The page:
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comarison synthax question

by perlknight (Pilgrim)
on Apr 11, 2007 at 20:28 UTC ( #609467=perlquestion: print w/replies, xml ) Need Help??

perlknight has asked for the wisdom of the Perl Monks concerning the following question:

Fellow monks, I have this line of code:
if (($STATUS1 & $STATUS2) =~ m/^Running$/i) { print "match\n"; }
Is the above doing what I think it is doing, making sure that both status1 and status2 is matches the expression "Running"? Or should I be explicit about it, like so:
if (($STATUS1 =~ m/^Running$/i) & ($STATUS2 =~ m/^Running$/i)) { print "match\n"; }

Replies are listed 'Best First'.
Re: comarison synthax question
by bobf (Monsignor) on Apr 11, 2007 at 20:41 UTC

    It is most definitely not doing what you think it is.

    & is the bitwise string operator (see perlop). If you want a logical comparison, you need to use and or && (just be aware of the difference in precedence between the two; again, see perlop).

    To test both variables against the regex, you need to test each of them individually. As an aside, if you didn't need the case insensitivity you could use index.

    I think you'll get the results you desire if you fix your second example to use && instead of & .

Re: comarison synthax question
by Fletch (Bishop) on Apr 11, 2007 at 20:42 UTC

    You're getting closer with the second, but && is the boolean AND operator (& is the bitwise AND; see perlop for more details).

    And using grep might be a bit more idiomatic, especially since the numbered variable names is a common red flag that you should really be using an array instead.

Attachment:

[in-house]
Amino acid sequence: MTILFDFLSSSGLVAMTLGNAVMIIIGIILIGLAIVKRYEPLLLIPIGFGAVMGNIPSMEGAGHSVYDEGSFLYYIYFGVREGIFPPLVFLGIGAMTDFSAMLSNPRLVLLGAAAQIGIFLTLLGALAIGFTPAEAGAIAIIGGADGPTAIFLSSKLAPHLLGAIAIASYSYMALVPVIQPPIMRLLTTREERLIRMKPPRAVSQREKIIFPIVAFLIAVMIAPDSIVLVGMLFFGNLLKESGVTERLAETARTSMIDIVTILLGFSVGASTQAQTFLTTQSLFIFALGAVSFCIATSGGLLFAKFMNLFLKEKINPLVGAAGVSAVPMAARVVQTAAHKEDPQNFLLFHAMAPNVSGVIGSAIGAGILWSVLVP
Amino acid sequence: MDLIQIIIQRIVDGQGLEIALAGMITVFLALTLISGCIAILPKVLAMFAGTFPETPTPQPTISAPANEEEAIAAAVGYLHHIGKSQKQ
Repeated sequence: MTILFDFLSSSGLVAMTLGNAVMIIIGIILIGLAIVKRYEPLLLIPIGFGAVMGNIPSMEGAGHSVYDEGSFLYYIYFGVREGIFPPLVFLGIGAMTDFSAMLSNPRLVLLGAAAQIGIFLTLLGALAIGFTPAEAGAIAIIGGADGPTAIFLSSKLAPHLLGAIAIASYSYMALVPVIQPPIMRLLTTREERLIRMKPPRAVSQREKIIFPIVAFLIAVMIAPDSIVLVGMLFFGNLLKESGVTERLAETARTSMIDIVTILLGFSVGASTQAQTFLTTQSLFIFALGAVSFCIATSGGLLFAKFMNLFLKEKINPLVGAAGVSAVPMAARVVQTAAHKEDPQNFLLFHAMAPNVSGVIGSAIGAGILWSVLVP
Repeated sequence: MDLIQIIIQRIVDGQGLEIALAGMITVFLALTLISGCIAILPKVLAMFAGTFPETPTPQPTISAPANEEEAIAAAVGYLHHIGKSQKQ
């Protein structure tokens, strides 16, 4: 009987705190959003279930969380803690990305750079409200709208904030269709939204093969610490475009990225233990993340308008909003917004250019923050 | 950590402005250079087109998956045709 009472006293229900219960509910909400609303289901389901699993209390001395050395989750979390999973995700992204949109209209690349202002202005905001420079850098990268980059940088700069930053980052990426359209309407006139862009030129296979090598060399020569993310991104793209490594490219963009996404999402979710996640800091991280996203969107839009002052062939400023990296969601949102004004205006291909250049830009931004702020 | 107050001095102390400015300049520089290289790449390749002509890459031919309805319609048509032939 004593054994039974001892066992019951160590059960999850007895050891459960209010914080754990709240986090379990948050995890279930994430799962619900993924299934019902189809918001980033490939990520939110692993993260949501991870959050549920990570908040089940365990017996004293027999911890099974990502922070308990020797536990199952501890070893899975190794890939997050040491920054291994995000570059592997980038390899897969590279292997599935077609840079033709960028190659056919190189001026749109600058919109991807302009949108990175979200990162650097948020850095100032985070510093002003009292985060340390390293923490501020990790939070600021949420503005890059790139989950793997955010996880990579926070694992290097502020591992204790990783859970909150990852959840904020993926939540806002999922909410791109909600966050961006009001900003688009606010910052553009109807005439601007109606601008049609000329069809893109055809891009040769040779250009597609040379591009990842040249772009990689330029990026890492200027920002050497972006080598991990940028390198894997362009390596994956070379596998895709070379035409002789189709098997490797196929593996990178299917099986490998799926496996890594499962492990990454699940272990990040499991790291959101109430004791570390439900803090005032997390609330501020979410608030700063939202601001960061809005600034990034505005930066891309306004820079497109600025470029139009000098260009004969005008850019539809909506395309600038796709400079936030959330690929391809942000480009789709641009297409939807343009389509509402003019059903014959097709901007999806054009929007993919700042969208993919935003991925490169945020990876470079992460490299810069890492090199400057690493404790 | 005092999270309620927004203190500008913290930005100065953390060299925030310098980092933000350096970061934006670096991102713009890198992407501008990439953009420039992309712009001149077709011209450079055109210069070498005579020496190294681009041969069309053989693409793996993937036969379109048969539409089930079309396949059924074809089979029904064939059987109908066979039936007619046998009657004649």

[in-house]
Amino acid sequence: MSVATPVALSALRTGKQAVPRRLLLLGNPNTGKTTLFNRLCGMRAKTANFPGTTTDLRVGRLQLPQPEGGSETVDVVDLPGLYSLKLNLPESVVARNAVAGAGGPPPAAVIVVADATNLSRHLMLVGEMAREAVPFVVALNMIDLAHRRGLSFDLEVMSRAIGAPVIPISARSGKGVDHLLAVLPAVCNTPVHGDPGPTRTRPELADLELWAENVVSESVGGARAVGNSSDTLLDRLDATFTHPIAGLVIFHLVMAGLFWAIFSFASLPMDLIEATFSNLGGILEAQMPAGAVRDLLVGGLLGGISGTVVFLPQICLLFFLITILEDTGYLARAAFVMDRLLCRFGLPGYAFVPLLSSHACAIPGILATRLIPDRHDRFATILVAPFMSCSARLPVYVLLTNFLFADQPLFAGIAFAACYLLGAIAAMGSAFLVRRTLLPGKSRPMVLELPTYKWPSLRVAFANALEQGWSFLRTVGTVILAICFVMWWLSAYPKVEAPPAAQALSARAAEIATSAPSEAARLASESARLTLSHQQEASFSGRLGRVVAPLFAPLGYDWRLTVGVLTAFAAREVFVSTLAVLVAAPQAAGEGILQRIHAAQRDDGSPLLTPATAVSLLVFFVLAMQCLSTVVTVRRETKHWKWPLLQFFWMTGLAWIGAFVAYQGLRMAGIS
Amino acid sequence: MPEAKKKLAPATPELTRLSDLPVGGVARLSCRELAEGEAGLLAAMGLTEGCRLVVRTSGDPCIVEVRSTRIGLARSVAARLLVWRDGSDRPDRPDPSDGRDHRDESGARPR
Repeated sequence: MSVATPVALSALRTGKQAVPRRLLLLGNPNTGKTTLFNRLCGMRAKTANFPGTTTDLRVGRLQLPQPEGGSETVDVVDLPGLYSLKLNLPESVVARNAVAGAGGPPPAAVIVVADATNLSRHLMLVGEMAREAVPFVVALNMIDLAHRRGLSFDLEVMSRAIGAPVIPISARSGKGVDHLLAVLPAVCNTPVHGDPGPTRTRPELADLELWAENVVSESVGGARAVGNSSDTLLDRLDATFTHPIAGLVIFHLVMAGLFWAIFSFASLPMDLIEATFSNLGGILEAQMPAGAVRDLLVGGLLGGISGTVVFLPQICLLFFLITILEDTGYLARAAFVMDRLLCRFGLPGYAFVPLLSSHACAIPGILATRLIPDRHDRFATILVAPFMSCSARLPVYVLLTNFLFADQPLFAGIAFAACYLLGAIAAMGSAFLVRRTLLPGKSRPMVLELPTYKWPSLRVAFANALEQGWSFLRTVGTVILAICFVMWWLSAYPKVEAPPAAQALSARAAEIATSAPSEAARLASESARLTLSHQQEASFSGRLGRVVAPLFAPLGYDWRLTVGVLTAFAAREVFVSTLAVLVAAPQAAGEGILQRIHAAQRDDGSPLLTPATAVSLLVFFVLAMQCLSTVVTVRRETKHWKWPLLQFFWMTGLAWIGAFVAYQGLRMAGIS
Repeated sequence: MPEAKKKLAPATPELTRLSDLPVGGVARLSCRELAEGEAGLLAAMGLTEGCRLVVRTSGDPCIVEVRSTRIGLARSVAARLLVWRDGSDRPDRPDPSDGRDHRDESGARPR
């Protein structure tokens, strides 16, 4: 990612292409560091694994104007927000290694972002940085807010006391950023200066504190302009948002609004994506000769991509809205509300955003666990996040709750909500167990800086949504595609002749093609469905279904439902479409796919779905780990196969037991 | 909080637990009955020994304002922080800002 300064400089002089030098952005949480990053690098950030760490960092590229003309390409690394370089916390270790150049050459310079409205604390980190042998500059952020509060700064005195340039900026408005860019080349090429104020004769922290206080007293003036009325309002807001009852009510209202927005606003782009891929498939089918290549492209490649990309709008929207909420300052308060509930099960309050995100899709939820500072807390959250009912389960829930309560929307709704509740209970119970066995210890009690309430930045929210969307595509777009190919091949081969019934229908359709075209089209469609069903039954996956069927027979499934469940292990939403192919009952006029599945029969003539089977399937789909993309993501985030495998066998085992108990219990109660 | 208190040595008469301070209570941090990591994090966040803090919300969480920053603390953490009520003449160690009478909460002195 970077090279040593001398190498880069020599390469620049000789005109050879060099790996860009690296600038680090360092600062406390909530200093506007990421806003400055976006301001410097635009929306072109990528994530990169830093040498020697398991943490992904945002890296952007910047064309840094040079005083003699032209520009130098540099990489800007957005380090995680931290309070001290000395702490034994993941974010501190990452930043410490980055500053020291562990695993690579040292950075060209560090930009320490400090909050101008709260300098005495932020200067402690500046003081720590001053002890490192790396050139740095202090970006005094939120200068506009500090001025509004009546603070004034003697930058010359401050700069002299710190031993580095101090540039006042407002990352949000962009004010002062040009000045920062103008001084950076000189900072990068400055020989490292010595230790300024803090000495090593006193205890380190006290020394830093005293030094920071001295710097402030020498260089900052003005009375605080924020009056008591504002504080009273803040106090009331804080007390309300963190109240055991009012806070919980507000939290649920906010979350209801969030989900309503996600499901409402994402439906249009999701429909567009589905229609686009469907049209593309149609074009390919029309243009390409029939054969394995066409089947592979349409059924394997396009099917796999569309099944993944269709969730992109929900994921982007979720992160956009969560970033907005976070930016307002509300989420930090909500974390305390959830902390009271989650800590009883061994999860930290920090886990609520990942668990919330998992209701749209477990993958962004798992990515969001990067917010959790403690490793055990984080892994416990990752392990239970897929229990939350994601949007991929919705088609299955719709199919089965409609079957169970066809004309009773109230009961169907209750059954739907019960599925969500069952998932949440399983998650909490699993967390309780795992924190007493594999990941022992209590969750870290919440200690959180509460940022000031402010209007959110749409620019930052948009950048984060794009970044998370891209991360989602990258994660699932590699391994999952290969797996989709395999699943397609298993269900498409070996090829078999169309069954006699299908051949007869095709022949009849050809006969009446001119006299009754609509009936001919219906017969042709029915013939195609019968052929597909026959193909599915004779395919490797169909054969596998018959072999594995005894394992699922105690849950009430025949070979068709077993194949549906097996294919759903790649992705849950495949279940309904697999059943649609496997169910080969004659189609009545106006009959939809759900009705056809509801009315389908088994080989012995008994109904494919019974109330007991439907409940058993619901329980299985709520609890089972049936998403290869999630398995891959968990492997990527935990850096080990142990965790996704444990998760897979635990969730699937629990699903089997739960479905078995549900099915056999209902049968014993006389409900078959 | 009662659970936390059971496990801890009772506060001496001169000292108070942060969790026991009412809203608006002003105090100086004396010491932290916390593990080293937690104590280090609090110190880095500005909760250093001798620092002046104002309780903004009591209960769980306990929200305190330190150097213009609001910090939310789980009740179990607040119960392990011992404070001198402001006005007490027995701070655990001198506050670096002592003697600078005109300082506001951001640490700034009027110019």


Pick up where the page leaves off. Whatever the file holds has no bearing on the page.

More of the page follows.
my @statuses = _frobulate_status_processes( ); my $running_frobulators = grep { m/\A Running \z/xi } @statuses; if( @statuses == $running_frobulators ) { print "All processes frobulating\n"; } else { print "Only $running_frobulators of ", scalar @statuses, " running\n +"; }
Re: comarison synthax question
by thezip (Vicar) on Apr 11, 2007 at 20:47 UTC

    Actually, neither will currently work, but the second option is closer to what you want to do.

    You'll need to use either 'and' or '&&' to conjoin the logical expressions, which must be explicitly stated as you did in the latter code.

    if (($STATUS1 =~ m/^Running$/i) && ($STATUS2 =~ m/^Running$/i)) { + print "match\n"; ^^ }
    You could also use:
    if (($STATUS1 eq "Running") && ($STATUS2 eq "Running")) { print "match\n"; }

    ... if you could expect the upper/lower case not to change. You've already tightened it down pretty hard with /^...$/, so a test for equality might also be appropriate.

    Where do you want *them* to go today?
Re: comarison synthax question
by Krambambuli (Curate) on Apr 11, 2007 at 20:41 UTC
    my $STATUS1 = "Running"; my $STATUS2 = "Sunning"; print $STATUS1 & $STATUS2, "\n";
    prints 'Running', as R is 0x52 and S = 0x53, but R & S = R

    So _no_, don't use '&' unless you know you're working on bits.

    I guess you might have it also like
    if (lc($STATUS1) eq lc($STATUS2) and lc($STATUS1) eq 'running') {... }
    Why not being explicit whenever possible ?
Re: comarison synthax question
by ptum (Priest) on Apr 11, 2007 at 20:43 UTC

    Well, for starters you'll probably want to use && instead of &, which is a bitwise 'and'. See perlop.

    Update: As to your main question, I see that others beat me to the punch. :)

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